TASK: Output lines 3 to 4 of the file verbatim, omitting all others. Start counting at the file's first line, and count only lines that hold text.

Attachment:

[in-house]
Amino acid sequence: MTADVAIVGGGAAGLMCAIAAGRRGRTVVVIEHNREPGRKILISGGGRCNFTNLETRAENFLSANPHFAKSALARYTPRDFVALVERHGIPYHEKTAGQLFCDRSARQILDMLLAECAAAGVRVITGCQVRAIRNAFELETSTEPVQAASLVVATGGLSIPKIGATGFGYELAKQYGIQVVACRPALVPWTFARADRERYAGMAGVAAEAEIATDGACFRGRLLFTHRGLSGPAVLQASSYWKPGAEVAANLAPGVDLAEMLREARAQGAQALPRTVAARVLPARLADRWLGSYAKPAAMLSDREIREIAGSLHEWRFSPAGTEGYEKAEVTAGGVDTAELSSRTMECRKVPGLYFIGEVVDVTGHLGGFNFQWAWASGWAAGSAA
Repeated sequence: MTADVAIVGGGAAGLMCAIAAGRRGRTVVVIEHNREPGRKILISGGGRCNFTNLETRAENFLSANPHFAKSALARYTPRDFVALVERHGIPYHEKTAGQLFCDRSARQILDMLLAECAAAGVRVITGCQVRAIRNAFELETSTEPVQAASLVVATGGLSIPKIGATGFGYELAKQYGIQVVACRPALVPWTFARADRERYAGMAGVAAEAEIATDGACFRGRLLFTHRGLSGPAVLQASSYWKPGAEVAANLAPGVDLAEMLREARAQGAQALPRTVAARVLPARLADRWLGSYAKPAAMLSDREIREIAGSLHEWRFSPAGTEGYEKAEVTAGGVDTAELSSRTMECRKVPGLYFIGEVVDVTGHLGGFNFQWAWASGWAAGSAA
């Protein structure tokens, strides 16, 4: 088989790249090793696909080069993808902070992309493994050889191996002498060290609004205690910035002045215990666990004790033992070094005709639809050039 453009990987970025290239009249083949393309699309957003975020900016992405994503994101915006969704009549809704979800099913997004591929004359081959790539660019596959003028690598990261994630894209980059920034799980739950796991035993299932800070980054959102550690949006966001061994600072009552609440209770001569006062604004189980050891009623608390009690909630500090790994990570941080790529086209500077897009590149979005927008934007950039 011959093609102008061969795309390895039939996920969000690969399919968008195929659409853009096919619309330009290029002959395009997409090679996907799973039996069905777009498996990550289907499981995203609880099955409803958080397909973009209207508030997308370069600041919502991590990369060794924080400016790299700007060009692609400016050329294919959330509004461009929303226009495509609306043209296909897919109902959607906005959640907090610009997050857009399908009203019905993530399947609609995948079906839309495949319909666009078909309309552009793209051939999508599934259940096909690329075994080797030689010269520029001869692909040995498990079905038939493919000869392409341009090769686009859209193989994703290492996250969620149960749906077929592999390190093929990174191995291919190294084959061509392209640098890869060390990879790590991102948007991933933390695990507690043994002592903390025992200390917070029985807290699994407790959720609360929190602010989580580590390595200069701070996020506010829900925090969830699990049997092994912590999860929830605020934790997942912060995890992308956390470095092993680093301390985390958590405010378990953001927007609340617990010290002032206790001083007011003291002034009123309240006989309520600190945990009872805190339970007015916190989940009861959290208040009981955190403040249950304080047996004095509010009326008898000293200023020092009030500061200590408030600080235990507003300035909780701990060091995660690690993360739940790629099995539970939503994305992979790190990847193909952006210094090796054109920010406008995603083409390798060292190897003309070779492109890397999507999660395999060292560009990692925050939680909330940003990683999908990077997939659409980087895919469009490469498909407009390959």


Repeated sequence: MTADVAIVGGGAAGLMCAIAAGRRGRTVVVIEHNREPGRKILISGGGRCNFTNLETRAENFLSANPHFAKSALARYTPRDFVALVERHGIPYHEKTAGQLFCDRSARQILDMLLAECAAAGVRVITGCQVRAIRNAFELETSTEPVQAASLVVATGGLSIPKIGATGFGYELAKQYGIQVVACRPALVPWTFARADRERYAGMAGVAAEAEIATDGACFRGRLLFTHRGLSGPAVLQASSYWKPGAEVAANLAPGVDLAEMLREARAQGAQALPRTVAARVLPARLADRWLGSYAKPAAMLSDREIREIAGSLHEWRFSPAGTEGYEKAEVTAGGVDTAELSSRTMECRKVPGLYFIGEVVDVTGHLGGFNFQWAWASGWAAGSAA
């Protein structure tokens, strides 16, 4: 088989790249090793696909080069993808902070992309493994050889191996002498060290609004205690910035002045215990666990004790033992070094005709639809050039 453009990987970025290239009249083949393309699309957003975020900016992405994503994101915006969704009549809704979800099913997004591929004359081959790539660019596959003028690598990261994630894209980059920034799980739950796991035993299932800070980054959102550690949006966001061994600072009552609440209770001569006062604004189980050891009623608390009690909630500090790994990570941080790529086209500077897009590149979005927008934007950039 011959093609102008061969795309390895039939996920969000690969399919968008195929659409853009096919619309330009290029002959395009997409090679996907799973039996069905777009498996990550289907499981995203609880099955409803958080397909973009209207508030997308370069600041919502991590990369060794924080400016790299700007060009692609400016050329294919959330509004461009929303226009495509609306043209296909897919109902959607906005959640907090610009997050857009399908009203019905993530399947609609995948079906839309495949319909666009078909309309552009793209051939999508599934259940096909690329075994080797030689010269520029001869692909040995498990079905038939493919000869392409341009090769686009859209193989994703290492996250969620149960749906077929592999390190093929990174191995291919190294084959061509392209640098890869060390990879790590991102948007991933933390695990507690043994002592903390025992200390917070029985807290699994407790959720609360929190602010989580580590390595200069701070996020506010829900925090969830699990049997092994912590999860929830605020934790997942912060995890992308956390470095092993680093301390985390958590405010378990953001927007609340617990010290002032206790001083007011003291002034009123309240006989309520600190945990009872805190339970007015916190989940009861959290208040009981955190403040249950304080047996004095509010009326008898000293200023020092009030500061200590408030600080235990507003300035909780701990060091995660690690993360739940790629099995539970939503994305992979790190990847193909952006210094090796054109920010406008995603083409390798060292190897003309070779492109890397999507999660395999060292560009990692925050939680909330940003990683999908990077997939659409980087895919469009490469498909407009390959």